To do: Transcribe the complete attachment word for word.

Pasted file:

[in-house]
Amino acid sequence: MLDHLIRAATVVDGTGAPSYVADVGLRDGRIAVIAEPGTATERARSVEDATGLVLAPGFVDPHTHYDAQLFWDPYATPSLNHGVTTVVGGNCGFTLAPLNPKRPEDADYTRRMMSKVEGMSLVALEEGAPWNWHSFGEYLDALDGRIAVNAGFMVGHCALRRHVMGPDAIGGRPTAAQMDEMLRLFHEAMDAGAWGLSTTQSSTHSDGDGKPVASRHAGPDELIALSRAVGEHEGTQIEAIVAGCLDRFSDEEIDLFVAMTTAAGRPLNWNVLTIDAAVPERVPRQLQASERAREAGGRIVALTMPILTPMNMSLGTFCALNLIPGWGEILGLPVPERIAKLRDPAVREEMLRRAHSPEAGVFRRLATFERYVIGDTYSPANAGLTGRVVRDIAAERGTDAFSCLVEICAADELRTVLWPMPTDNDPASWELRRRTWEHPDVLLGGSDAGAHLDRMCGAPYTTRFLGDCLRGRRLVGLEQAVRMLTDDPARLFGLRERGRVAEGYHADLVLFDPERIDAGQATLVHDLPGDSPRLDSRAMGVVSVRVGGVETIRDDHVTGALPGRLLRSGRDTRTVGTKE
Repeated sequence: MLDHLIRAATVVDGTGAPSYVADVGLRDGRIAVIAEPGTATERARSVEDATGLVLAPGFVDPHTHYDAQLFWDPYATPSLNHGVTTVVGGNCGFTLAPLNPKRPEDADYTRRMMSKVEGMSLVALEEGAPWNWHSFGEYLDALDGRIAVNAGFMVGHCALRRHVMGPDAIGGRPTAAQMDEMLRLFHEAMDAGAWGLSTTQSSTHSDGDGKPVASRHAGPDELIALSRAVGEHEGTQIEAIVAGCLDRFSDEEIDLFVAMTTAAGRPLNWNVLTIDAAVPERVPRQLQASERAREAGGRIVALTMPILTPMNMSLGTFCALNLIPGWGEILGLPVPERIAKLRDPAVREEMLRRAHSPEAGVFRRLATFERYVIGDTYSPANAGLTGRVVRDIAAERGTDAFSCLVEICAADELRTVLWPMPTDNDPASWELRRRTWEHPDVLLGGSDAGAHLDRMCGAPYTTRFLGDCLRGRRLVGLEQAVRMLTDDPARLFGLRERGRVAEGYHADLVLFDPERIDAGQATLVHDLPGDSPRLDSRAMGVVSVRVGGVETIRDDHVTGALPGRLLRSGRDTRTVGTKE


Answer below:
[in-house]
Amino acid sequence: MLDHLIRAATVVDGTGAPSYVADVGLRDGRIAVIAEPGTATERARSVEDATGLVLAPGFVDPHTHYDAQLFWDPYATPSLNHGVTTVVGGNCGFTLAPLNPKRPEDADYTRRMMSKVEGMSLVALEEGAPWNWHSFGEYLDALDGRIAVNAGFMVGHCALRRHVMGPDAIGGRPTAAQMDEMLRLFHEAMDAGAWGLSTTQSSTHSDGDGKPVASRHAGPDELIALSRAVGEHEGTQIEAIVAGCLDRFSDEEIDLFVAMTTAAGRPLNWNVLTIDAAVPERVPRQLQASERAREAGGRIVALTMPILTPMNMSLGTFCALNLIPGWGEILGLPVPERIAKLRDPAVREEMLRRAHSPEAGVFRRLATFERYVIGDTYSPANAGLTGRVVRDIAAERGTDAFSCLVEICAADELRTVLWPMPTDNDPASWELRRRTWEHPDVLLGGSDAGAHLDRMCGAPYTTRFLGDCLRGRRLVGLEQAVRMLTDDPARLFGLRERGRVAEGYHADLVLFDPERIDAGQATLVHDLPGDSPRLDSRAMGVVSVRVGGVETIRDDHVTGALPGRLLRSGRDTRTVGTKE
Repeated sequence: MLDHLIRAATVVDGTGAPSYVADVGLRDGRIAVIAEPGTATERARSVEDATGLVLAPGFVDPHTHYDAQLFWDPYATPSLNHGVTTVVGGNCGFTLAPLNPKRPEDADYTRRMMSKVEGMSLVALEEGAPWNWHSFGEYLDALDGRIAVNAGFMVGHCALRRHVMGPDAIGGRPTAAQMDEMLRLFHEAMDAGAWGLSTTQSSTHSDGDGKPVASRHAGPDELIALSRAVGEHEGTQIEAIVAGCLDRFSDEEIDLFVAMTTAAGRPLNWNVLTIDAAVPERVPRQLQASERAREAGGRIVALTMPILTPMNMSLGTFCALNLIPGWGEILGLPVPERIAKLRDPAVREEMLRRAHSPEAGVFRRLATFERYVIGDTYSPANAGLTGRVVRDIAAERGTDAFSCLVEICAADELRTVLWPMPTDNDPASWELRRRTWEHPDVLLGGSDAGAHLDRMCGAPYTTRFLGDCLRGRRLVGLEQAVRMLTDDPARLFGLRERGRVAEGYHADLVLFDPERIDAGQATLVHDLPGDSPRLDSRAMGVVSVRVGGVETIRDDHVTGALPGRLLRSGRDTRTVGTKE